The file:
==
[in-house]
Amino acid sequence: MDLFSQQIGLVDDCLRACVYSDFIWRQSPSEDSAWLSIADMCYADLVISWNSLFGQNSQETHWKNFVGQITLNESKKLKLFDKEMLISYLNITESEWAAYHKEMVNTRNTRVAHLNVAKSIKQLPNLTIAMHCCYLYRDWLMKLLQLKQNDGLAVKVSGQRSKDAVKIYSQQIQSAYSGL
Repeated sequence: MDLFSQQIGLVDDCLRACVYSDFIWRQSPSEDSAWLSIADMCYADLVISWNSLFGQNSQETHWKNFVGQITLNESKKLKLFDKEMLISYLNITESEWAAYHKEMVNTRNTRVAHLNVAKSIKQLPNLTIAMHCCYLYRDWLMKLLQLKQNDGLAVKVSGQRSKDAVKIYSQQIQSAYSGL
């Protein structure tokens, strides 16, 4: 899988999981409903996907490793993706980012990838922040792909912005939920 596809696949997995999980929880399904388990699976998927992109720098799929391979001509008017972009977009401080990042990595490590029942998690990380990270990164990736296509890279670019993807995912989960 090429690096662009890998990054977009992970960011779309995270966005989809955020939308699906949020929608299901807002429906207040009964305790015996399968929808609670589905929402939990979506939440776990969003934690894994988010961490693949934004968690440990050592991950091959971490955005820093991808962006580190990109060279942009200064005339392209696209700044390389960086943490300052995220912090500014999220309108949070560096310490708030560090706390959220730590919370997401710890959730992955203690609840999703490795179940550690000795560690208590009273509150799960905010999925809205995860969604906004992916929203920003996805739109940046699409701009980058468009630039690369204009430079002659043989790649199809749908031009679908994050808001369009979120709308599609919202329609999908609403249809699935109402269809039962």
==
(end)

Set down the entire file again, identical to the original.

[in-house]
Amino acid sequence: MDLFSQQIGLVDDCLRACVYSDFIWRQSPSEDSAWLSIADMCYADLVISWNSLFGQNSQETHWKNFVGQITLNESKKLKLFDKEMLISYLNITESEWAAYHKEMVNTRNTRVAHLNVAKSIKQLPNLTIAMHCCYLYRDWLMKLLQLKQNDGLAVKVSGQRSKDAVKIYSQQIQSAYSGL
Repeated sequence: MDLFSQQIGLVDDCLRACVYSDFIWRQSPSEDSAWLSIADMCYADLVISWNSLFGQNSQETHWKNFVGQITLNESKKLKLFDKEMLISYLNITESEWAAYHKEMVNTRNTRVAHLNVAKSIKQLPNLTIAMHCCYLYRDWLMKLLQLKQNDGLAVKVSGQRSKDAVKIYSQQIQSAYSGL
């Protein structure tokens, strides 16, 4: 899988999981409903996907490793993706980012990838922040792909912005939920 596809696949997995999980929880399904388990699976998927992109720098799929391979001509008017972009977009401080990042990595490590029942998690990380990270990164990736296509890279670019993807995912989960 090429690096662009890998990054977009992970960011779309995270966005989809955020939308699906949020929608299901807002429906207040009964305790015996399968929808609670589905929402939990979506939440776990969003934690894994988010961490693949934004968690440990050592991950091959971490955005820093991808962006580190990109060279942009200064005339392209696209700044390389960086943490300052995220912090500014999220309108949070560096310490708030560090706390959220730590919370997401710890959730992955203690609840999703490795179940550690000795560690208590009273509150799960905010999925809205995860969604906004992916929203920003996805739109940046699409701009980058468009630039690369204009430079002659043989790649199809749908031009679908994050808001369009979120709308599609919202329609999908609403249809699935109402269809039962």